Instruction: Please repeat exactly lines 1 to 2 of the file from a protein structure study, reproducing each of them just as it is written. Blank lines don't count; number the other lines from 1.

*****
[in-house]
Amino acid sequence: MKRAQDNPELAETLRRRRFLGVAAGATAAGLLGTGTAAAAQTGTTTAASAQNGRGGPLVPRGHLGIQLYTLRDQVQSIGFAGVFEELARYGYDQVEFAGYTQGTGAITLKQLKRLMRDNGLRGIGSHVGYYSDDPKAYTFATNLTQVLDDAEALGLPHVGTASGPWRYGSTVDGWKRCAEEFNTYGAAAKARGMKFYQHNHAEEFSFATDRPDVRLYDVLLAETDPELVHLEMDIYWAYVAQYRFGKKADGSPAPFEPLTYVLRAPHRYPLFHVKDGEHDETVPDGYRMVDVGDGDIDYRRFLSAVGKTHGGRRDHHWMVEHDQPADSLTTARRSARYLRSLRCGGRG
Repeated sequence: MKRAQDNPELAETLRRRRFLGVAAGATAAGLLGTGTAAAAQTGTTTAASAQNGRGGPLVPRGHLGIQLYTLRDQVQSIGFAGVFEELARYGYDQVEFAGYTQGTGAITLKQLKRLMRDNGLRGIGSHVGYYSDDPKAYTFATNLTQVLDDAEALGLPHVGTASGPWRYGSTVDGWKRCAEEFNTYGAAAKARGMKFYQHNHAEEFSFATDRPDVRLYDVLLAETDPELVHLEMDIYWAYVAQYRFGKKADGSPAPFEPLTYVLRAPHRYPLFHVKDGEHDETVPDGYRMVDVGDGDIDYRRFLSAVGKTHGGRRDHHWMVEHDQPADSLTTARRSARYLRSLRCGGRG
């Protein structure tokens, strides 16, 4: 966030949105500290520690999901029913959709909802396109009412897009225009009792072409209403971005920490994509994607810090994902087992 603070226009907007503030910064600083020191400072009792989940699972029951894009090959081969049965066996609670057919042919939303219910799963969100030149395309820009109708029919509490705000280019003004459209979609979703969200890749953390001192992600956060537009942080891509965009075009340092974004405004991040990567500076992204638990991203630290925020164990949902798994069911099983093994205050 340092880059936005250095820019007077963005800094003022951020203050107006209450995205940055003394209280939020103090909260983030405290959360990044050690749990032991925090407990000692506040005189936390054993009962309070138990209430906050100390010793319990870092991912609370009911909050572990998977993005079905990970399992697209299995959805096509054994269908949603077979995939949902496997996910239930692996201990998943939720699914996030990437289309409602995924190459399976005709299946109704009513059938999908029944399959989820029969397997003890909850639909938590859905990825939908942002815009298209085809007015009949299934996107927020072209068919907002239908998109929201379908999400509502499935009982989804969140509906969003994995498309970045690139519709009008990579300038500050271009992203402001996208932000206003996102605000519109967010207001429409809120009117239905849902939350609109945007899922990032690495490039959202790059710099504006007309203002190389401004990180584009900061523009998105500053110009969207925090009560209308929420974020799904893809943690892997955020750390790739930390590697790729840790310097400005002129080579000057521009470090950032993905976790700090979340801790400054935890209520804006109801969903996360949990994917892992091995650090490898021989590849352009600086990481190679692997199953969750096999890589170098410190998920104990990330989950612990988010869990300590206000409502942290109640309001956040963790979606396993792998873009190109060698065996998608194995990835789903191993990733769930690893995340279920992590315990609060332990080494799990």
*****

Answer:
[in-house]
Amino acid sequence: MKRAQDNPELAETLRRRRFLGVAAGATAAGLLGTGTAAAAQTGTTTAASAQNGRGGPLVPRGHLGIQLYTLRDQVQSIGFAGVFEELARYGYDQVEFAGYTQGTGAITLKQLKRLMRDNGLRGIGSHVGYYSDDPKAYTFATNLTQVLDDAEALGLPHVGTASGPWRYGSTVDGWKRCAEEFNTYGAAAKARGMKFYQHNHAEEFSFATDRPDVRLYDVLLAETDPELVHLEMDIYWAYVAQYRFGKKADGSPAPFEPLTYVLRAPHRYPLFHVKDGEHDETVPDGYRMVDVGDGDIDYRRFLSAVGKTHGGRRDHHWMVEHDQPADSLTTARRSARYLRSLRCGGRG